2. Leandra says:

    I don’t know how anyone could “choose” one person over the other, especially based on their country alone. What if the person on the other track was Mother Theresa or Ghandi?They’re not Americans and have done great and holy things for many people around the world. What if the American was Jeffrey Dahmer or Ted Bundy? Like you said Jamey, who are we to say who’s life is of greater value? Only God can know our hearts and what plans He has for us. By choosing one over the other, we take His will into our own hands and therefore change the course of society forever in some exponential way that we don’t know. I’m really happy to see the poll numbers at 92% choosing “let the tracks decide”, meaning that many people just couldn’t make that monumental decision on their own.

    Ansley brings up a great point about abortion, and one that is probably my biggest passion in life. Defending life at all stages, especially the weakest among us, which is the unborn. I’ve been sidewalk counseling for a while now and have seen the inner struggle on the women’s (and men’s) faces about the “choice” they are about to go through with. So many of them just need help, whether it’s financial, spiritual or emotional, and that’s why we stand out there and offer that to them. It’s the greatest joy in the world when a woman’s heart is softened and her eyes open to realize that she carries such a precious child within her. Life is a gift from God. Only He can give and take it away.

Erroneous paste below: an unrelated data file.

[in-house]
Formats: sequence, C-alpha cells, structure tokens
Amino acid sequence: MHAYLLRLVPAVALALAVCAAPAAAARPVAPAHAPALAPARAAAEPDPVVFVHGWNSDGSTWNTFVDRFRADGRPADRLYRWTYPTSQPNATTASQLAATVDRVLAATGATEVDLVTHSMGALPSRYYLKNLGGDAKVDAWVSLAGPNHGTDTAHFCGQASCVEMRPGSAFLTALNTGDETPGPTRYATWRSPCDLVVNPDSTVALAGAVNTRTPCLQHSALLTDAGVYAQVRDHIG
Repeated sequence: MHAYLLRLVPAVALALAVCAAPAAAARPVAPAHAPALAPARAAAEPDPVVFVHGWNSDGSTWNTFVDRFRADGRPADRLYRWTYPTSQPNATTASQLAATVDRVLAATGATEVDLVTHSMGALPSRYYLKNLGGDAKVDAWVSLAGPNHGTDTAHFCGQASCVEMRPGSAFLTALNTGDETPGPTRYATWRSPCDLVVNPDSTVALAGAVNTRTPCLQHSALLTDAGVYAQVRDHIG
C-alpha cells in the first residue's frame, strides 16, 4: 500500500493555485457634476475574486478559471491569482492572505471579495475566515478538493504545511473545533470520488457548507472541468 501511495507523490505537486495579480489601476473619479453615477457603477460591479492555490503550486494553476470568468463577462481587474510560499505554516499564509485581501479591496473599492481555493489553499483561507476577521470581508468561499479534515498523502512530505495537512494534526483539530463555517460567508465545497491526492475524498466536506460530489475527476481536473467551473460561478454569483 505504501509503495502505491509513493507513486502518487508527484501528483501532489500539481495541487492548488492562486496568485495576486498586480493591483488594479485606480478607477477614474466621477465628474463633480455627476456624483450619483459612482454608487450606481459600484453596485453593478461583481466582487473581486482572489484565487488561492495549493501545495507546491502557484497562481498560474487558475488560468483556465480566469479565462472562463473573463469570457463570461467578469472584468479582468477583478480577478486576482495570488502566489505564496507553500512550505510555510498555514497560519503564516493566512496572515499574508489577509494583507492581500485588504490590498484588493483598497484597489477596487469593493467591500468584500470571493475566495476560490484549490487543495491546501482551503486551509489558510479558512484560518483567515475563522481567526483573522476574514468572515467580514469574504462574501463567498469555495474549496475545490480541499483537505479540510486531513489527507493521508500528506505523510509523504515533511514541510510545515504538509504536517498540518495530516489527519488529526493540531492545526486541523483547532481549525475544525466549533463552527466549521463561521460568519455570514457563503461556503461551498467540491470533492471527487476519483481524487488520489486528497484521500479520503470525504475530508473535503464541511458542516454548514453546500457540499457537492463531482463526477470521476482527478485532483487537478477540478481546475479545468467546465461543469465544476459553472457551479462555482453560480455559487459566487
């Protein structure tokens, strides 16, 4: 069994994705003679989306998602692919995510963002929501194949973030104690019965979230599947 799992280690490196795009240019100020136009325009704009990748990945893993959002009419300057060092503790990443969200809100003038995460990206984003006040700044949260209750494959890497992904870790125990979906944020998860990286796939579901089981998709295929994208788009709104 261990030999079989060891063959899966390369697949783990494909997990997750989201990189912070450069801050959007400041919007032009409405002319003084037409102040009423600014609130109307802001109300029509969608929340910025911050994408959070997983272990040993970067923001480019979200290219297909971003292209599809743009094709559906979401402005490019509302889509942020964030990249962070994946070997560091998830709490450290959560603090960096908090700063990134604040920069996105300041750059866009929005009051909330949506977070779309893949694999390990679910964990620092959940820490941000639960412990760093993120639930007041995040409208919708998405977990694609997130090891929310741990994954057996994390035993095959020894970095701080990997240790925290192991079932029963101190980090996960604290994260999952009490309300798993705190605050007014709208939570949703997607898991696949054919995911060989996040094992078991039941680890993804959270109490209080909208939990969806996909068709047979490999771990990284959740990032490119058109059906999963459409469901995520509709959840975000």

Thanks for such a great post/topic of discussion. I’m going to pose this question to friends/family and hopefully have a fruitful discussion on the value of life! 🙂

    • Jamey Stegmaier says:

      Leandra–Definitely, the question assumes that you know nothing about the two people. There are many interesting directions to take with this framework beyond the American question. What if you’re choosing between an old person and a young person? A proven criminal or an innocent citizen? A cat or a dog?

      My answer is to let the tracks decide. I’m just not sure that’s the right answer since it is my choice to live in America. Do I have a duty to my fellow Americans? That’s what I’m trying to get at in this post.

      • Leandra says:

        Clearly the answer is dog. Since the other has 9 lives. 😉

        But I do understand what you’re trying to get at. I just could never, in any circumstance choose one person’s life over the other. Unless it was in defense of my own life or that of my children, or anyone else. I would hope I would be brave/selfless enough to jump in front of a bullet or a train or a herd (is that right?) of zombies for anyone.

        • Jamey Stegmaier says:

          I think zombies travel in herds (or hordes?) That’s admirable of you to say. Except the cat part. First I’d want to know why Biddy was working on the train tracks in the first place.

      • Ansley says:

        I think it’s admirable to think patriotically, but a life is a life. An American has no more right to live or die than a Brit, South African, Kiwi or Brasilian. I think most people would sacrifice a man before a woman, an adult before a child, etc….but country? I’m very patriotic but wouldn’t necessarily choose an American over someone else.